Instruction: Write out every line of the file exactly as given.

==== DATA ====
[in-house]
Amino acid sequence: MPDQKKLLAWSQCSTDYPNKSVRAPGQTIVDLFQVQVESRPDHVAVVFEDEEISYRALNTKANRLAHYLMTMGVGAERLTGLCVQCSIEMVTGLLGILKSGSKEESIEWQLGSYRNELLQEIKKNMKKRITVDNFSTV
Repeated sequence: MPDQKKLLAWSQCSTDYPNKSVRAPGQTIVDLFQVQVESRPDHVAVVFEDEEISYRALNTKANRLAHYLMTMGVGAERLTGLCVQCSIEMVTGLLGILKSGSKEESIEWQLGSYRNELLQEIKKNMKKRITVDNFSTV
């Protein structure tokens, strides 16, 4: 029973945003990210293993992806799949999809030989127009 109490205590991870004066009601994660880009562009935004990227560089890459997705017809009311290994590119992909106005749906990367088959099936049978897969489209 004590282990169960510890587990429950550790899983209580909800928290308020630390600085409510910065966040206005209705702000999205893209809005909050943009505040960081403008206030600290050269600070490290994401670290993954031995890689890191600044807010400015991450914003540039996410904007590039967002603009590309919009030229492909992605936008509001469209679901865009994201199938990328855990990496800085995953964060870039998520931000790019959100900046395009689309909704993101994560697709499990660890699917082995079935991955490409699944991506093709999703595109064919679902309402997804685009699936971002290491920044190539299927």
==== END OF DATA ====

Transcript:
[in-house]
Amino acid sequence: MPDQKKLLAWSQCSTDYPNKSVRAPGQTIVDLFQVQVESRPDHVAVVFEDEEISYRALNTKANRLAHYLMTMGVGAERLTGLCVQCSIEMVTGLLGILKSGSKEESIEWQLGSYRNELLQEIKKNMKKRITVDNFSTV
Repeated sequence: MPDQKKLLAWSQCSTDYPNKSVRAPGQTIVDLFQVQVESRPDHVAVVFEDEEISYRALNTKANRLAHYLMTMGVGAERLTGLCVQCSIEMVTGLLGILKSGSKEESIEWQLGSYRNELLQEIKKNMKKRITVDNFSTV
């Protein structure tokens, strides 16, 4: 029973945003990210293993992806799949999809030989127009 109490205590991870004066009601994660880009562009935004990227560089890459997705017809009311290994590119992909106005749906990367088959099936049978897969489209 004590282990169960510890587990429950550790899983209580909800928290308020630390600085409510910065966040206005209705702000999205893209809005909050943009505040960081403008206030600290050269600070490290994401670290993954031995890689890191600044807010400015991450914003540039996410904007590039967002603009590309919009030229492909992605936008509001469209679901865009994201199938990328855990990496800085995953964060870039998520931000790019959100900046395009689309909704993101994560697709499990660890699917082995079935991955490409699944991506093709999703595109064919679902309402997804685009699936971002290491920044190539299927």